What do you want to accomplish?

You wouldn’t go to a podiatrist for a stomach issue, would you?  Just because someone is a psychotherapist doesn’t mean that they are well suited to handle every type of issue.  If you’re looking for help with an eating disorder, make sure you’re seeking out someone who specializes in eating.  Are you and your mate having trouble in paradise?  Make sure you meet with a couples therapist who specializes in relationships instead of individual therapy.  You may be surprised just how precisely the pros can specialize.  In your search, make sure you specify the issues at hand so you can get the most specialized therapists in your corner.

How are you gonna get there?

Next, consider the way you want to reach your goal.  Different therapy modes work well with different issues.  If anxiety is the problem, consider Cognitive Behavioural Therapy.  Need some help with Borderline Personality Disorder?  Dialectical Behaviour Therapy is likely for you.  If you’re finding the roadblocks to success are too steep to manage, Clinical Hypnosis may be the key.  Do you have no idea what therapy may be best for your issue and personality type?  You’re not alone… it’s confusing!  Contact a counsellor and let him or her break down the methods that would likely bring you the most success.

Feel the vibe.

If you don’t click with your therapist, it will probably be harder to see results.  “Clicking” doesn’t always mean that you want to be best friends; you just need to connect so you can work well together.  Some people need tough love and others need a lot of comfort along the way.  Whatever it is you need, make sure you speak up if you feel you’re not getting it.  Your therapist can adjust his or her approach or refer you to someone else if necessary.  I often say that finding your therapist is kind of like finding your romantic partner (minus any romance, of course); you don’t always find your perfect match with the first person you “date”, and it’s totally cool to try new people if you’re not feeling the connection.  You’ll know when you hit it.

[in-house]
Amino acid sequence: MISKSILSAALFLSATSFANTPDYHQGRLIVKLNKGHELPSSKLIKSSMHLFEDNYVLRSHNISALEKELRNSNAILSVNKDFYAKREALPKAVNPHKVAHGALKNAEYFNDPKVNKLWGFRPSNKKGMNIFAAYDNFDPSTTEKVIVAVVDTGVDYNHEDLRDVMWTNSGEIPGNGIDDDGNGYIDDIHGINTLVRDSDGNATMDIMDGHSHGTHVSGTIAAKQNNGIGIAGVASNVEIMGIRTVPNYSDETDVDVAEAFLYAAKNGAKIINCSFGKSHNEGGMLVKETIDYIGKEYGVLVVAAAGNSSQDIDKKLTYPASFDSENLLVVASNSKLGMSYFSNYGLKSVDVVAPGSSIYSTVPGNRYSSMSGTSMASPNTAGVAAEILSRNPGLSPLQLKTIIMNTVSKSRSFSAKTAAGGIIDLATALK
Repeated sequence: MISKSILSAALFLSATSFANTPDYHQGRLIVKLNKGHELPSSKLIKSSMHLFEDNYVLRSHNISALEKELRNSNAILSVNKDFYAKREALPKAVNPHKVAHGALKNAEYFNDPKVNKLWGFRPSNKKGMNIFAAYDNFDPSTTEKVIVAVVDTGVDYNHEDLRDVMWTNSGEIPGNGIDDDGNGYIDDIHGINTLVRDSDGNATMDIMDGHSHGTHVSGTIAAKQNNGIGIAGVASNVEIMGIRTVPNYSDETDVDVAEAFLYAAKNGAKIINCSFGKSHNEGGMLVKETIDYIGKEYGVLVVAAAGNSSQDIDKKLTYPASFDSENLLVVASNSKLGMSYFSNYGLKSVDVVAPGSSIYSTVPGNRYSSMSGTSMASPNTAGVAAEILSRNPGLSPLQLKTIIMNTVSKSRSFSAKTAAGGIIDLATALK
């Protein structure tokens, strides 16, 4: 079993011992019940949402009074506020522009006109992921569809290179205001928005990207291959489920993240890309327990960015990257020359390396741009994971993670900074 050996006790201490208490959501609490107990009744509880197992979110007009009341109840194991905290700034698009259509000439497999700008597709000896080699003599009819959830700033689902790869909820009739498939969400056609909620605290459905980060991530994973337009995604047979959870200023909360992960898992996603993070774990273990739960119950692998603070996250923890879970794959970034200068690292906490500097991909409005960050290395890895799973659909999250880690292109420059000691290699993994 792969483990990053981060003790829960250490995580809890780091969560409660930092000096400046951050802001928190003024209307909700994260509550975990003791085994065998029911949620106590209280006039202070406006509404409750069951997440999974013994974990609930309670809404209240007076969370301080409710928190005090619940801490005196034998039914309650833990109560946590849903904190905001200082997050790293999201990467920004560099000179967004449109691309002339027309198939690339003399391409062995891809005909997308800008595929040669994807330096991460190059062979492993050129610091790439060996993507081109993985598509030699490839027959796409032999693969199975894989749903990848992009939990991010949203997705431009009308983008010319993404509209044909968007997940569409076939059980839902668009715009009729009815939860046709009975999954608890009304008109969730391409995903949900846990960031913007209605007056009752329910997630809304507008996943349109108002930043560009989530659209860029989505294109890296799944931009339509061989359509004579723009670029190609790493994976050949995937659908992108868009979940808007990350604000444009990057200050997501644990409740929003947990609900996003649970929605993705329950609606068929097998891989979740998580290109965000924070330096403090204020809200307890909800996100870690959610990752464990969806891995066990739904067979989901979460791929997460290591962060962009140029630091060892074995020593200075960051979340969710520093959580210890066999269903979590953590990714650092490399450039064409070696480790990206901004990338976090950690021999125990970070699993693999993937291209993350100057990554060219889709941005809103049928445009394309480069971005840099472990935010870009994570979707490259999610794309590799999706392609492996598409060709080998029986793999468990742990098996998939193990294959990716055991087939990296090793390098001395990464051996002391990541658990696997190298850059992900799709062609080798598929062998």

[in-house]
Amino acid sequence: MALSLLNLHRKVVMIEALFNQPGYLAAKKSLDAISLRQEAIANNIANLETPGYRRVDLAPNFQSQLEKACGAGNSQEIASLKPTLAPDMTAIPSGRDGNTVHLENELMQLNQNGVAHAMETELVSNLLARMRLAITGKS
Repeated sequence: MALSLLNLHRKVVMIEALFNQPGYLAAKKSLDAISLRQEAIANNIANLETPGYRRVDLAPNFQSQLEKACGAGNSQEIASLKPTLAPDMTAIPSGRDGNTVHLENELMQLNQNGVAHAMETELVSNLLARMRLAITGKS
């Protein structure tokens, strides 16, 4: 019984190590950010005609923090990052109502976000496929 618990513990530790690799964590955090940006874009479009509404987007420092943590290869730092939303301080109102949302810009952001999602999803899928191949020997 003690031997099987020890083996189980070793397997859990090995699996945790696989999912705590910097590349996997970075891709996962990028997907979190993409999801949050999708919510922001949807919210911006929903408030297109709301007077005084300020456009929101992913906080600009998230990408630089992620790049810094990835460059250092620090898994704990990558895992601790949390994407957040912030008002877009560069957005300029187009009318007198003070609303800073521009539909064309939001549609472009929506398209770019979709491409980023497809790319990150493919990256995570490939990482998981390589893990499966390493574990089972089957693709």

Jump in.

Just go for it.  Often the hardest part of the therapeutic journey is taking the plunge to make your first appointment and begin.  Once you get over that hump, you’ll likely find it much easier to continue.  If you find yourself thinking, “But I feel better today… maybe I don’t really need counselling”, I still strongly suggest making your appointment and getting started.  It’s terrific to not be feeling your worst, but unresolved issues are just that – unresolved.  They will likely rear their ugly heads again before too long.  Beginning the process at a point when you’re feeling stronger is a great opportunity to learn coping mechanisms before you need to use them next time.  And remember: if the techniques don’t seem to be your speed, speak up.  There are always more tools in the toolbox

Nothing is written in stone.

Is it really just not working with your therapist?  Don’t be shy to ask for a referral to someone else.  Your therapist wants you to be successful and have a great outcome, even if he or she isn’t the one to guide you.  No need to ghost out of there and feel alone in finding the right fit.  Your therapist likely has a pool of colleagues to make an appropriate referral, and anyone worth their salt will be happy to assist you in finding your right match.  Never be shy to ask for help.  That’s why we’re here.